A Fresh Point of View
A Fresh Point of View
JASON S. SLAKTER, MD
A comedian once did an entire bit on the innocuous question, "How are you?" The upshot of his satire was that we really don't care how the person is but instead want a reassuring answer, such as "I'm fine" or "Every thing's great." This allows us to feel some satisfaction that we at least asked, and then we can move on with our own issues and problems without having to hear theirs. Today, given the state of affairs in the world, it's likely that an honest answer to the question "How are you?" would be filled with frustration, fear, and even depression. Most of us have felt at one time or another that things are heading in the wrong direction and there really may not be a light at the end of the tunnel. Once in a while, however, we can find inspiration in the most remarkable places, beginning with some of the simplest gestures.
Last week, I got into a taxi, and the driver asked me those simple words "How are you today, sir?" When I responded positively, he replied with a comment that really struck me: "Isn't it wonderful to be alive today?" This caught my attention and, for the next 15 minutes, I had an enjoyable and affirmative discussion regarding life, success, and personal satisfaction. One of his more memorable comments regarded the traffic we encountered on our trip across town. He said that, while others looked at the pedestrians and interweaving stream of cars to be a negative, he saw it instead as a positive sign, stating "Isn't it fantastic that there are so many people going to work who still have jobs?"
I hadn't looked at it that way before. He asked my profession, and when I told him that I'm an ophthalmologist, he told me how wonderful that is and how successful I must be. I first thought he meant I was earning a high income, but he clarified that his definition of success revolves around the ability to help others, rather than monetary reward. He considered the true signs of success and "richness" to be related to the ability to bring joy into someone else's life and help someone else find their own satisfaction and accomplishment.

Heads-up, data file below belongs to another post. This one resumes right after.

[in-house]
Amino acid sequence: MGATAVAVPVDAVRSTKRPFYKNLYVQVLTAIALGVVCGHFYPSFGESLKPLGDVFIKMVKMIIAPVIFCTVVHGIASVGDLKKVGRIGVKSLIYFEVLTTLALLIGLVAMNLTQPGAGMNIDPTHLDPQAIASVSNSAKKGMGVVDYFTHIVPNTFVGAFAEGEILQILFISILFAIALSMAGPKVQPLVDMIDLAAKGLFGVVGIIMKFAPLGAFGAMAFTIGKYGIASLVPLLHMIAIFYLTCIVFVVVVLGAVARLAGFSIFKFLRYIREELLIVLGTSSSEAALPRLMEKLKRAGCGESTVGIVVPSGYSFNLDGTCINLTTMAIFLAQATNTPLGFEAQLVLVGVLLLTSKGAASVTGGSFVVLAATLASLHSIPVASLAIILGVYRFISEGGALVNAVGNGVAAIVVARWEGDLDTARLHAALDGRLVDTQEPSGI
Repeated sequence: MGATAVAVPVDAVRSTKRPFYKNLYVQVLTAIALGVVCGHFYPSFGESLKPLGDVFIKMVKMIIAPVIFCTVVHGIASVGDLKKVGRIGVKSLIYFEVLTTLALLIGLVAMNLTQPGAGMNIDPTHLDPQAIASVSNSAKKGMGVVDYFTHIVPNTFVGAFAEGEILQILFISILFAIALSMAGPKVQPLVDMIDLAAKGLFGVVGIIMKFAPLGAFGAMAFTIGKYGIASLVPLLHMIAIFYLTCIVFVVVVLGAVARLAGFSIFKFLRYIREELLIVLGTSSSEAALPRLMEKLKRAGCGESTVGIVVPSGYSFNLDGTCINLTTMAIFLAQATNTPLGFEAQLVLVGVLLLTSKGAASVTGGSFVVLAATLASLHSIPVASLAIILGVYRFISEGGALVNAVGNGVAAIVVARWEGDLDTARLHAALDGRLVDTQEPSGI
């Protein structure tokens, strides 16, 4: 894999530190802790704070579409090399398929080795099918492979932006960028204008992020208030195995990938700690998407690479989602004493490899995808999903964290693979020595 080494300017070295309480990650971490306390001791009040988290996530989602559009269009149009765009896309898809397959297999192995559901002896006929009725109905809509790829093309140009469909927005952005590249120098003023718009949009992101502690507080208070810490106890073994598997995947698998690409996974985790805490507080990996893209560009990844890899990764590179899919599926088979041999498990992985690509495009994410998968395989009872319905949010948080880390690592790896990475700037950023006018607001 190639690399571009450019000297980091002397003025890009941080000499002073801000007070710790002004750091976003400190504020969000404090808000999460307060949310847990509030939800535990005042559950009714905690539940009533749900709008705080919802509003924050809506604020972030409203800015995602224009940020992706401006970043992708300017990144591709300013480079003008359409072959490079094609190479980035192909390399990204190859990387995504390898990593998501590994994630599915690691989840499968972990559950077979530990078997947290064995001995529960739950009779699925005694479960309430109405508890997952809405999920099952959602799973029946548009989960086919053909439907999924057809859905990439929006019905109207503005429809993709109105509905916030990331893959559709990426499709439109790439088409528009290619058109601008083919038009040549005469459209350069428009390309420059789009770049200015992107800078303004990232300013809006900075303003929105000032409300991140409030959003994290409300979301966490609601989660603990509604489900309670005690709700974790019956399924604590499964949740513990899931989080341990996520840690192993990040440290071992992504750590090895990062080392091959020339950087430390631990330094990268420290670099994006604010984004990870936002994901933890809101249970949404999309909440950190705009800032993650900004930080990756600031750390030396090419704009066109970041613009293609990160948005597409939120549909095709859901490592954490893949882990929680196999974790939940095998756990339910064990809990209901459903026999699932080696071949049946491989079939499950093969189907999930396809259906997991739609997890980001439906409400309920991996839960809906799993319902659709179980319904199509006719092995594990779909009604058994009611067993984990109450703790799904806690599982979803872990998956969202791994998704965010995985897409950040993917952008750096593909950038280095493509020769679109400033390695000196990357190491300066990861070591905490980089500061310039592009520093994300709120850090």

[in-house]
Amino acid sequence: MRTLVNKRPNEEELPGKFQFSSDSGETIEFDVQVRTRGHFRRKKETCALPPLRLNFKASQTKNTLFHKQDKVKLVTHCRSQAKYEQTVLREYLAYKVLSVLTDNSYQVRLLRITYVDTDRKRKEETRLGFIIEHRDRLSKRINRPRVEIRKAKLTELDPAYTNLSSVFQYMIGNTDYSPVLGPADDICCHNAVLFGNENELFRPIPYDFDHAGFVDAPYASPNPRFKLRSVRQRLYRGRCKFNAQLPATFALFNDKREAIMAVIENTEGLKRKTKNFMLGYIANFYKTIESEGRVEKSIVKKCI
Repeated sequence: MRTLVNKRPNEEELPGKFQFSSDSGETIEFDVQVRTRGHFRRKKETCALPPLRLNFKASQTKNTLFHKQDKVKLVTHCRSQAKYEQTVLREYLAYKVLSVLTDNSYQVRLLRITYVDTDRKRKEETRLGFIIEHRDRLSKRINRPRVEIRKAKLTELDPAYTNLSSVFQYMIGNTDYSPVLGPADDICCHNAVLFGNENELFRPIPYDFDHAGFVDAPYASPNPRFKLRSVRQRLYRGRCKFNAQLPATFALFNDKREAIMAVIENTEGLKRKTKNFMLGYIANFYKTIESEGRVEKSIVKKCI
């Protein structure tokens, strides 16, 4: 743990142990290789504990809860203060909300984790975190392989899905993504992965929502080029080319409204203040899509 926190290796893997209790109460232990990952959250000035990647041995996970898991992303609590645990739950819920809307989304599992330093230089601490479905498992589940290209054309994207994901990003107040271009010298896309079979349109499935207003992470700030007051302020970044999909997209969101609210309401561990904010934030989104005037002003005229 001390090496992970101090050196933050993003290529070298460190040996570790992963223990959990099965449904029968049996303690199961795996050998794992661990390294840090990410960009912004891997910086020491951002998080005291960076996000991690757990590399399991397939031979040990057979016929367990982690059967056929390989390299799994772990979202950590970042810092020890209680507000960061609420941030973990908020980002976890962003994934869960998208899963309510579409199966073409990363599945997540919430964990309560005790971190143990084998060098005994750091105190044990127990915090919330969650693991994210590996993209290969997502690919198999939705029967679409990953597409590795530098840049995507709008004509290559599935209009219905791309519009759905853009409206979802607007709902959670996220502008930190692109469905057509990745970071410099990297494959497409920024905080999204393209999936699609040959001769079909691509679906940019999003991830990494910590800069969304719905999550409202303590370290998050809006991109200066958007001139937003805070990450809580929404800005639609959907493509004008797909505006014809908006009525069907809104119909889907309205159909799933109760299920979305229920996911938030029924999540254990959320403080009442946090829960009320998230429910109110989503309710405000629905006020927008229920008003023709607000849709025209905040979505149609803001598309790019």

He even had a comment regarding Bernie Madoff, someone who certainly has been vilified by myself and others, for the horrible things that he has done for the last 2 decades. He said the clamor for the 150-year jail sentence didn't make sense to him. He did not see what could be accomplished by putting a man like this behind bars for the rest of his life. Instead, he thought that a short term in jail would be appropriate, followed by a mandate that Mr. Madoff spend the rest of his life working for others to help raise their standard of living that would ultimately be of much greater benefit to society. The driver's outlook on restitution rather than retribution really struck me as a very enlightened approach. Considering that the cabdriver had arrived in the United States just 8 years earlier from a West African nation, a country that likely had little democratic reform or freedom, his outlook on life was amazing.
It's rare that we have an opportunity to reflect on the "big picture" in life, especially when we're struggling every day managing our practices. I hope I've been able to share just a small piece of this gentleman's encouraging and affirmative thoughts. If, after reading this column, you're able to take a step back and think about some of the positive aspects in your life, then I really am a successful person.
Retinal Physician, Issue: April 2009